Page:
If you think illicit drugs such as ICE, cocaine and heroin are the major contributors to accidental overdose deaths in Australia, you’d be wrong. In fact, they’re not even close. In 2014 alone, prescription medications were responsible for 69% of drug overdose deaths, and a growing contributor to this figure is fentanyl.
As we discussed in our blog on January 16 this year, Fentanyl belongs to a group of drugs known as opioids. The same group of drugs as heroin and the well-known painkiller, morphine. Like other opioids, it slows the messages travelling between the brain and the body. It’s a strong painkiller, prescribed only by doctors with high level approval, for back injuries, cancer, nerve damage and severe trauma.
But as we discussed in the article, like many prescription drugs fentanyl is getting into the hands of people who haven’t been prescribed the drug. A recent ABC television and print article states that the black market for opioids like fentanyl is thriving. A fentanyl patch that would cost a few dollars from a local pharmacist can fetch up to $100 when sold by dealers illegally.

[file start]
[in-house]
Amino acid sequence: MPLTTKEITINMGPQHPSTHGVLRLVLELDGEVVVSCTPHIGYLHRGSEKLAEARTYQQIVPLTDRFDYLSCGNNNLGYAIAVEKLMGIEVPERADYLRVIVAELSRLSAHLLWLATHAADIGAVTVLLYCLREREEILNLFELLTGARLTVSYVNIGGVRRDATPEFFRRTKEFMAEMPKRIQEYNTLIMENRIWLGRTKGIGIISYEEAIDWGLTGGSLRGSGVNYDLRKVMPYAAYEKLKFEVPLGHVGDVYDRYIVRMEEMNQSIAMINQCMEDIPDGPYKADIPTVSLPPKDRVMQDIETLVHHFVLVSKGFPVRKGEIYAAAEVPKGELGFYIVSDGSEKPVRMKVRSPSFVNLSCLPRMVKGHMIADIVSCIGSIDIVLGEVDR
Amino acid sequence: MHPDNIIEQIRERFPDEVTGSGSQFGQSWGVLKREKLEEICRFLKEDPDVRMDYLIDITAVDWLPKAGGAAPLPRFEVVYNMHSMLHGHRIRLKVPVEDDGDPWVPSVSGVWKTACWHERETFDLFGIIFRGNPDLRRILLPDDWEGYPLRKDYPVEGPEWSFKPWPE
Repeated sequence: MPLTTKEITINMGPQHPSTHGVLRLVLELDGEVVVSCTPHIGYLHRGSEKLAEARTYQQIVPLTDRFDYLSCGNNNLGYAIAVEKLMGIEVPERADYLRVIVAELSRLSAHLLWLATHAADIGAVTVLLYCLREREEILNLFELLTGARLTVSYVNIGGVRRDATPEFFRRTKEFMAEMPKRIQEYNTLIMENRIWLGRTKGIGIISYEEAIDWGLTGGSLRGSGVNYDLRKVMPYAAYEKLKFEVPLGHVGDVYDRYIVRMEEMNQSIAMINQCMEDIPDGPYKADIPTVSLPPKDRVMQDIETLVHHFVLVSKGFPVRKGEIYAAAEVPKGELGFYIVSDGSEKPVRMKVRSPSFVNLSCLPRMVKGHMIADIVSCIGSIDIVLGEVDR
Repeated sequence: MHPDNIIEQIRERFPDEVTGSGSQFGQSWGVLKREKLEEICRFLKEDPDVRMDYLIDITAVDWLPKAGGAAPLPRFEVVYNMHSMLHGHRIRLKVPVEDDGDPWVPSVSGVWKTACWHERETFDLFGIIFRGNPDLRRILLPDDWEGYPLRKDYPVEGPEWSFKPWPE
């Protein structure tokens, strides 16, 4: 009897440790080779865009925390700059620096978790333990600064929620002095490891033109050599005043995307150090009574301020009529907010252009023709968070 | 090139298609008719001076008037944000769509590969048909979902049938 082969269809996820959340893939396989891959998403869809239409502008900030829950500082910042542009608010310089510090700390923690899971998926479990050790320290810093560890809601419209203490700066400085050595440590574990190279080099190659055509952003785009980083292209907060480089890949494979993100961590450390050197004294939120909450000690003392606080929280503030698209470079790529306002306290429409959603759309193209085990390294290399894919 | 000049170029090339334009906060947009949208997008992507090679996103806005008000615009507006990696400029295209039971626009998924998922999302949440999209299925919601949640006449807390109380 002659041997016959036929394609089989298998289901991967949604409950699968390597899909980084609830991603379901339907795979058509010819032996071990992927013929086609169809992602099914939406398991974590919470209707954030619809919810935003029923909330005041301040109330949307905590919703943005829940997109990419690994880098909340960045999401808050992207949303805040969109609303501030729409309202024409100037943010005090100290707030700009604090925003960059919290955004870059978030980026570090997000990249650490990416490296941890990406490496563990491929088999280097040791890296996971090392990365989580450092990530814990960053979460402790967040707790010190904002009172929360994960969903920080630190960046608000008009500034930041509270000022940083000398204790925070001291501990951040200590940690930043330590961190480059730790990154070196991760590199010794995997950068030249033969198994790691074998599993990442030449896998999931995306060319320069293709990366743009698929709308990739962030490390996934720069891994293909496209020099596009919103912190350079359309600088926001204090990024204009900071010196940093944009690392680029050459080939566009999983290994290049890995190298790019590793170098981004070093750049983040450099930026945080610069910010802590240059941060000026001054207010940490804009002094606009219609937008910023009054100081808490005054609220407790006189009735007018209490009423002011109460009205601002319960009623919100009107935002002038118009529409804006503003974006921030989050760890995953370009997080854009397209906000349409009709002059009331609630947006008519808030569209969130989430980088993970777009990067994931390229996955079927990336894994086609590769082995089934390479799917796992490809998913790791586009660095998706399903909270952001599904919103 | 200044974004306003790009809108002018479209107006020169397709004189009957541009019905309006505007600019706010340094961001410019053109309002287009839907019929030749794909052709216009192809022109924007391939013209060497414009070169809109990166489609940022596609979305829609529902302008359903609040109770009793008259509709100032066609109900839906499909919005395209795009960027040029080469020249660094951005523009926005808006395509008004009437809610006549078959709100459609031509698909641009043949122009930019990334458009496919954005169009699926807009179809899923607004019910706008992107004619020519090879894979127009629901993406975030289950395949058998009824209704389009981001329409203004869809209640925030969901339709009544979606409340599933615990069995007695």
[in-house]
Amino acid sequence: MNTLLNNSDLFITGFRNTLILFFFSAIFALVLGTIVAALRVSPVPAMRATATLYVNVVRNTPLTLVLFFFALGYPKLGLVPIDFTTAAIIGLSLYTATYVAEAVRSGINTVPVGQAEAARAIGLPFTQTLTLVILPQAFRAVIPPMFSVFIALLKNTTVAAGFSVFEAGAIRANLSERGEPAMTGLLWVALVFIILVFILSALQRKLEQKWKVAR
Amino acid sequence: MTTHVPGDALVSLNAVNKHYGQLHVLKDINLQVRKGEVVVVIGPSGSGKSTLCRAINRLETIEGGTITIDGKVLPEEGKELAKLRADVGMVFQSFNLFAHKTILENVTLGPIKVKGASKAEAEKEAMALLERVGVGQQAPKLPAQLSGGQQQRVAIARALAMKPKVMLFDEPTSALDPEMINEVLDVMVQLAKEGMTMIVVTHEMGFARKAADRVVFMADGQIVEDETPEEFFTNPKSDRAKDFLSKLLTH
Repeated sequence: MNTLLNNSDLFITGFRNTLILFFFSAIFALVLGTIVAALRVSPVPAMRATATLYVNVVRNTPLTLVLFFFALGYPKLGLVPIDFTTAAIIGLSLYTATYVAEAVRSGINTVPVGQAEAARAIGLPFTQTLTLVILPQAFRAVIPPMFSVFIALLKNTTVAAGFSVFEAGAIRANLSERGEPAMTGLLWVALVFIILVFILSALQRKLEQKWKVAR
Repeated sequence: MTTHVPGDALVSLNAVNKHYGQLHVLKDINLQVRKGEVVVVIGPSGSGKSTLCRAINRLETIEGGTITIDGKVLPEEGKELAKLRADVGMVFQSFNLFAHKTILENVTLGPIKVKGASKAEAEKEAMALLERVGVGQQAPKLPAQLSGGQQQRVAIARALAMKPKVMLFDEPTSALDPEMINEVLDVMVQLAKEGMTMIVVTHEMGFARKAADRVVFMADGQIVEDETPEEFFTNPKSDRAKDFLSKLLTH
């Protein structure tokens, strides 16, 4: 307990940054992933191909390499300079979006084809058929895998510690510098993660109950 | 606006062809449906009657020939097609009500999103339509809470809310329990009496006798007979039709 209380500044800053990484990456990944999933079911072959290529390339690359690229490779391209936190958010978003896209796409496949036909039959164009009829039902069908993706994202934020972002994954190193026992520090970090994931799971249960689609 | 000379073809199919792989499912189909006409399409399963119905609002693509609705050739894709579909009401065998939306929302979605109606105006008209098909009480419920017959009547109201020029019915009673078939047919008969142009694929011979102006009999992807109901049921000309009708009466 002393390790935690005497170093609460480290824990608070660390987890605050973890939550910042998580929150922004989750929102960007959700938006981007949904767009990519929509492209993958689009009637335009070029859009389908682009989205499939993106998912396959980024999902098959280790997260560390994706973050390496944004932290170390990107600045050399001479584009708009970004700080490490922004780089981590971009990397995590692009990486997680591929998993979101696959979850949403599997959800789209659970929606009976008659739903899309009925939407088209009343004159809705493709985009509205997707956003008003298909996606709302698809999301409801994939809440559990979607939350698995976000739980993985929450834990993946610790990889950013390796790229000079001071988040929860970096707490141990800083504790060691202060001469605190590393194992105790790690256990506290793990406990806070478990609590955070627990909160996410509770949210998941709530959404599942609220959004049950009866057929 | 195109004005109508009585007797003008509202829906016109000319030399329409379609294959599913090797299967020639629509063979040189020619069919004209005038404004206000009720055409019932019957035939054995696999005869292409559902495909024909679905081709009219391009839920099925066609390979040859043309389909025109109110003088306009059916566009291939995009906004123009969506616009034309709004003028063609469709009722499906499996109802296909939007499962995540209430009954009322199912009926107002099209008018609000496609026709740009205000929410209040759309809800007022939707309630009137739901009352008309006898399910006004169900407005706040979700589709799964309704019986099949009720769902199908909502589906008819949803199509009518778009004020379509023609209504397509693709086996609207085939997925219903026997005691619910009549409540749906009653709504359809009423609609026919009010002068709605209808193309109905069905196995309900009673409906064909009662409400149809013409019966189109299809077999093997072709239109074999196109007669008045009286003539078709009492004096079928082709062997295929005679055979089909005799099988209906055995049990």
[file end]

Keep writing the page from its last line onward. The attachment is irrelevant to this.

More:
The same article claims that fentanyl is 50 times stronger than heroin. This is backed up by USA’s National Institute on Drug Abuse, which warns that fentanyl can be up to 100 times more potent than morphine and can be lethal in as little as one dose.
The ABC report describes the sobering story of a young Australian woman who ‘cooks up’ fentanyl to produce a high. Used like this, in particular, it can be fatal because users don’t know how much fentanyl they’re administering.
Which is one of the reasons why around 800 Australians die from drug overdose involving prescribed medications each year and why drug overdose deaths by prescribed drugs is higher than overdose deaths by illegal drugs.
It’s also why around 91 people die every day from opioid overdose in the US!
While there are concerns that Australia is heading down the same path as the US, the different medical systems and lack of land borders are helping to keep the toll down. There is also a national plan for real time prescription monitoring that will hopefully help the situation.
Sources: Australian Drug Foundation, Penington Institute, ABC News